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2008 - 2009 Site Archive



Summer Research Opportunities


Opportunities 2009




As part of our recruitment efforts at Temple University to increase the number of students receiving doctoral degrees in the Social, Behavioral and Economic Sciences (SBES) from underrepresented population groups, three major undergraduate audiences will be targeted.  They include the students at:

  1. Temple University.
  2. Historically Black colleges in our home region.
  3. Hispanic-serving institutions in our home region.

The available pipeline at Temple University is promising, both in terms of numbers of students and academic talent.  Thus, it will be a goal of our AGEP work to reduce the sizable gap between the number of underrepresented minorities (URMs) who attend Temple to earn an undergraduate degree and the number of URMs who continue their education at the graduate level at our university.  To accomplish this goal, we have increased the number of summer research opportunities (SROP) available to promising URMs in their junior year.  Monies from the National Science Foundation allowed us to sponsor 11 SROP attendees in the first year of AGEP-SBES funding.  In 2007, SROP participation increased to include 16 URM sophomore and junior undergraduate students and four URM graduate students.

In future years, we envision extending the SROP experience to prospective URM graduate students from the historically Black and Hispanic-serving colleges in our home region.  Further, we anticipate that the SROP experiences in research and quantitative analyses offered by Temple University will serve to promote students’ interest in pursuing their graduate studies at our university or at one of our partner schools in the Great Lakes Alliances for SbeS (GLASS).  We will, as part of our evaluation efforts, monitor the mentoring of SBES students exposed to SROP opportunities; the number of submitted grants by SBES or SROP students; and the placement of talented undergraduate students with SROP experience into graduate programs.




Fatima Abbas

Geography and Urban Studies

Fatima's summer research was sourced through the bITS Program, under the supervision of Associate Professor Michele Masucci. Fatima focused on promoting technological and community empowerment for underrepresented minorities in the context of geography education, blogs, and the creation of a community GIS. Her analysis was presented as "The Blog: A Tool in Youth Technology Instruction and GIS Development" on November 1, 2006, at the Race, Ethnicity and Place Conference of the Association of American Geographers held at Texas State University in San Marcos, TX.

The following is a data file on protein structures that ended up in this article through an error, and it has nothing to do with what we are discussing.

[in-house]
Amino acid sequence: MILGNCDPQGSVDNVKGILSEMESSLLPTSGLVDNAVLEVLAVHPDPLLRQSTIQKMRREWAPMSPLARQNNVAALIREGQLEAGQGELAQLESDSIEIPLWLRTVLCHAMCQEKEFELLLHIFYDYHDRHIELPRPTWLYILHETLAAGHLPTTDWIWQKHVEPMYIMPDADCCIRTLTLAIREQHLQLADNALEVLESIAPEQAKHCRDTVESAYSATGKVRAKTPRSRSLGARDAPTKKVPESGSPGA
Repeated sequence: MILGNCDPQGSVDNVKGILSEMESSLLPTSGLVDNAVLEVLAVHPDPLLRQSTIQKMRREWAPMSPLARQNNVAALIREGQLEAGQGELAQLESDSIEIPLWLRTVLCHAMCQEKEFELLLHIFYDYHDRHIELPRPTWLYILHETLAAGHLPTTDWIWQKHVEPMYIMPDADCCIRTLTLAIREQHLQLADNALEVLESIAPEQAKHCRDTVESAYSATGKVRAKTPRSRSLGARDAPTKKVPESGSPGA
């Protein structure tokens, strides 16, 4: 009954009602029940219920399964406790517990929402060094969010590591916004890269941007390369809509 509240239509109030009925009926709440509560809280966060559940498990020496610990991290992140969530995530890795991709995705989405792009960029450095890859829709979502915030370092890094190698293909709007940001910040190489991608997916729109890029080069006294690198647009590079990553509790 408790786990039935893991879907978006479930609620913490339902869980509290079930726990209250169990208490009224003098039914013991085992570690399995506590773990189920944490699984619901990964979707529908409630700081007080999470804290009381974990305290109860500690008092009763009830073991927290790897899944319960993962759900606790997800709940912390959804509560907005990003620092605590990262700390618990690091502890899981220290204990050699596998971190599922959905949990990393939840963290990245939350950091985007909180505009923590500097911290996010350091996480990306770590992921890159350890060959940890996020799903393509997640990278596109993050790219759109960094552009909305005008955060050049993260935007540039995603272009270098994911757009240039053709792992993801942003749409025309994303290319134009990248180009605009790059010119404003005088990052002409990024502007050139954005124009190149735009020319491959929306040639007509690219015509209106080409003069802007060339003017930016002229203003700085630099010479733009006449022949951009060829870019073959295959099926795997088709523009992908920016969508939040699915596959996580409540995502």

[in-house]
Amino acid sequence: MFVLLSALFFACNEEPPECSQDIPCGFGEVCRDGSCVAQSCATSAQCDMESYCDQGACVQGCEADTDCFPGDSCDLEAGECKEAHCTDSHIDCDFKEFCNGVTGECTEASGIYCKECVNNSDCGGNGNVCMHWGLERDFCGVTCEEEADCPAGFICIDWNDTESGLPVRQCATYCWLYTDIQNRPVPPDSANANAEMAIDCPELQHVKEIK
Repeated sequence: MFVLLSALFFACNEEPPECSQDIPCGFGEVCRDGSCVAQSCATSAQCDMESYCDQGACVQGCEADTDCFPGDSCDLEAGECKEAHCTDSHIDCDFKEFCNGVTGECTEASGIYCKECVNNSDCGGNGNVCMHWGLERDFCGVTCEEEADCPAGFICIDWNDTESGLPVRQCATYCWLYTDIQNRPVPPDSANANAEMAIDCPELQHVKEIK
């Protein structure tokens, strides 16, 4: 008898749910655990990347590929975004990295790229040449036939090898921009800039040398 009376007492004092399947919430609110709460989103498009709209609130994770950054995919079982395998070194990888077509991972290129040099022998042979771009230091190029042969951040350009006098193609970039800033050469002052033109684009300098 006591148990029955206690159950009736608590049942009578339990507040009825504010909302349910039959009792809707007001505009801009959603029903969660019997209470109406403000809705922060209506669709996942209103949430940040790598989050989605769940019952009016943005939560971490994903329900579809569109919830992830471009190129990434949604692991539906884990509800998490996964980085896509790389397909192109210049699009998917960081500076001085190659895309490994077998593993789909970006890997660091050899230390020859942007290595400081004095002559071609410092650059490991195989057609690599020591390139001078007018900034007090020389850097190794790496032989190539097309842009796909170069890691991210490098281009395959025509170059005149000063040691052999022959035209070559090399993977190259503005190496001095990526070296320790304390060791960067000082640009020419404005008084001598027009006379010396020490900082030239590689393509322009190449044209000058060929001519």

UPDATE 2/14/07 — Fatima gained admission to two programs of study: (1) University of Edinburgh, "MSc Global Health and Public Policy," in the School of Health in Social Science, which is part of the Centre for International Public Health Policy; and (2) London School of Economics, "MSc International Health Policy," in the Department of Social Policy.  She plans to attend the London School of Economics.

UPDATE 4/10/07 — Fatima was named "Honorable Mention" in the 2007 Morris K. Udall Undergraduate Scholarship competition.  Her award carries with it a stipend of $350.  The Udall Foundation offers scholarship monies to future leaders in environmental fields related to business, economics, education, engineering, health, justice, policy, science, and urban planning and renewal.

Marcella Aramburo


Under the guidance of Professor Sherri Grasmuck, Marcella spent the summer examining the racial/ethnic identities and parental expectations of second-generation immigrant college students in a racially diverse university context.  Her work focused on the analysis of interviews with four Vietnamese females with varying backgrounds.  She presented her work as "Finding Your Place at 'Diversity University' " at the Association of Black Sociologists Annual Meeting held in Montreal in August 2006.

LaToya Burden